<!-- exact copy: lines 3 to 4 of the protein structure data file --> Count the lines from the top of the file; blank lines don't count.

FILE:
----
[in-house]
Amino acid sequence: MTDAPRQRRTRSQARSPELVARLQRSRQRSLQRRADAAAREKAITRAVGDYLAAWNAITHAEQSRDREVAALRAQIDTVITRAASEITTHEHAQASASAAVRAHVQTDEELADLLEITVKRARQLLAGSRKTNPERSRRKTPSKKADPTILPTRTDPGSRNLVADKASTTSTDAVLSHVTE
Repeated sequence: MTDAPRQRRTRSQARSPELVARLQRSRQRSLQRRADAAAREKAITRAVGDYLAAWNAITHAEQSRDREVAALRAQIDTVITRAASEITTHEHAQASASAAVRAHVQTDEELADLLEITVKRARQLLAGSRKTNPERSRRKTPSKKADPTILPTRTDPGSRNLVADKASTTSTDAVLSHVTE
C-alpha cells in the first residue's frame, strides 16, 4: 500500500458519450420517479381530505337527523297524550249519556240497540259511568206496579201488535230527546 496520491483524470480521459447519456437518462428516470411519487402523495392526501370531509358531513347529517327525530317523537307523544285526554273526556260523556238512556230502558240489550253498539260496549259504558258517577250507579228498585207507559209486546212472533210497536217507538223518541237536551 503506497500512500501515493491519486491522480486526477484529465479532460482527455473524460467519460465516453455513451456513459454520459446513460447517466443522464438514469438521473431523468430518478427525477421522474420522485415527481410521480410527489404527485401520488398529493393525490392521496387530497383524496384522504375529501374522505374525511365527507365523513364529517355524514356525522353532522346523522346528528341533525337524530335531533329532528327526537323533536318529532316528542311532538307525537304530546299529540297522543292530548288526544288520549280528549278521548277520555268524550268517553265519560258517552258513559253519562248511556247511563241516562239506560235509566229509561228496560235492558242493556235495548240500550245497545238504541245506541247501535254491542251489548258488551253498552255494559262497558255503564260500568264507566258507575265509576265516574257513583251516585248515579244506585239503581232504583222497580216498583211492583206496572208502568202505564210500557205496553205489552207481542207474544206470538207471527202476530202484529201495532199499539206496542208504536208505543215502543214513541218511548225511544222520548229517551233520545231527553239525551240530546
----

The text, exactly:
Repeated sequence: MTDAPRQRRTRSQARSPELVARLQRSRQRSLQRRADAAAREKAITRAVGDYLAAWNAITHAEQSRDREVAALRAQIDTVITRAASEITTHEHAQASASAAVRAHVQTDEELADLLEITVKRARQLLAGSRKTNPERSRRKTPSKKADPTILPTRTDPGSRNLVADKASTTSTDAVLSHVTE
C-alpha cells in the first residue's frame, strides 16, 4: 500500500458519450420517479381530505337527523297524550249519556240497540259511568206496579201488535230527546 496520491483524470480521459447519456437518462428516470411519487402523495392526501370531509358531513347529517327525530317523537307523544285526554273526556260523556238512556230502558240489550253498539260496549259504558258517577250507579228498585207507559209486546212472533210497536217507538223518541237536551 503506497500512500501515493491519486491522480486526477484529465479532460482527455473524460467519460465516453455513451456513459454520459446513460447517466443522464438514469438521473431523468430518478427525477421522474420522485415527481410521480410527489404527485401520488398529493393525490392521496387530497383524496384522504375529501374522505374525511365527507365523513364529517355524514356525522353532522346523522346528528341533525337524530335531533329532528327526537323533536318529532316528542311532538307525537304530546299529540297522543292530548288526544288520549280528549278521548277520555268524550268517553265519560258517552258513559253519562248511556247511563241516562239506560235509566229509561228496560235492558242493556235495548240500550245497545238504541245506541247501535254491542251489548258488551253498552255494559262497558255503564260500568264507566258507575265509576265516574257513583251516585248515579244506585239503581232504583222497580216498583211492583206496572208502568202505564210500557205496553205489552207481542207474544206470538207471527202476530202484529201495532199499539206496542208504536208505543215502543214513541218511548225511544222520548229517551233520545231527553239525551240530546